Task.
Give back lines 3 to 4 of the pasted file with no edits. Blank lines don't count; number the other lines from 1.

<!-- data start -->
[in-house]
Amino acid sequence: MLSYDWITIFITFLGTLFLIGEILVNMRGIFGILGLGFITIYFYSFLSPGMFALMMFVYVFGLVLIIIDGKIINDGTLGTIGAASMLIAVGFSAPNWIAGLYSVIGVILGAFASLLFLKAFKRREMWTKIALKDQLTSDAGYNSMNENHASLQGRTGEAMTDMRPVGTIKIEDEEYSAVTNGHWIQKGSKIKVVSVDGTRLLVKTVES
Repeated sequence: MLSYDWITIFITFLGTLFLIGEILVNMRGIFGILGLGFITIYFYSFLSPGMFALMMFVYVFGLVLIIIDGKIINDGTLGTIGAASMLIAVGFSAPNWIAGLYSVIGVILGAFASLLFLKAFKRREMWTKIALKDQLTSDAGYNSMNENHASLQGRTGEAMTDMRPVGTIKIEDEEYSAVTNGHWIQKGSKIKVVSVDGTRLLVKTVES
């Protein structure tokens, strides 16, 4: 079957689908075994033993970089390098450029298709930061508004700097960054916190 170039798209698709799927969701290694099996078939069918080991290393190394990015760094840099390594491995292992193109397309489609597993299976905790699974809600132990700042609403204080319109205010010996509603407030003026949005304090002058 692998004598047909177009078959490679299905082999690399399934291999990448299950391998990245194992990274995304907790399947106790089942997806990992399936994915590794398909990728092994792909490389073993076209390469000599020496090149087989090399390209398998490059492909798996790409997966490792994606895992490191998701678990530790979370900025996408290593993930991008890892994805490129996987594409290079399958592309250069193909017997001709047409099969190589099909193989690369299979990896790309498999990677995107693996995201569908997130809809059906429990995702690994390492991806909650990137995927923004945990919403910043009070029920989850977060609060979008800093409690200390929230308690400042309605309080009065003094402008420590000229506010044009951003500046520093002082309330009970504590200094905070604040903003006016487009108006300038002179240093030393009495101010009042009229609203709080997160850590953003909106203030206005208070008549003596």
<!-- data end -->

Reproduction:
Repeated sequence: MLSYDWITIFITFLGTLFLIGEILVNMRGIFGILGLGFITIYFYSFLSPGMFALMMFVYVFGLVLIIIDGKIINDGTLGTIGAASMLIAVGFSAPNWIAGLYSVIGVILGAFASLLFLKAFKRREMWTKIALKDQLTSDAGYNSMNENHASLQGRTGEAMTDMRPVGTIKIEDEEYSAVTNGHWIQKGSKIKVVSVDGTRLLVKTVES
């Protein structure tokens, strides 16, 4: 079957689908075994033993970089390098450029298709930061508004700097960054916190 170039798209698709799927969701290694099996078939069918080991290393190394990015760094840099390594491995292992193109397309489609597993299976905790699974809600132990700042609403204080319109205010010996509603407030003026949005304090002058 692998004598047909177009078959490679299905082999690399399934291999990448299950391998990245194992990274995304907790399947106790089942997806990992399936994915590794398909990728092994792909490389073993076209390469000599020496090149087989090399390209398998490059492909798996790409997966490792994606895992490191998701678990530790979370900025996408290593993930991008890892994805490129996987594409290079399958592309250069193909017997001709047409099969190589099909193989690369299979990896790309498999990677995107693996995201569908997130809809059906429990995702690994390492991806909650990137995927923004945990919403910043009070029920989850977060609060979008800093409690200390929230308690400042309605309080009065003094402008420590000229506010044009951003500046520093002082309330009970504590200094905070604040903003006016487009108006300038002179240093030393009495101010009042009229609203709080997160850590953003909106203030206005208070008549003596």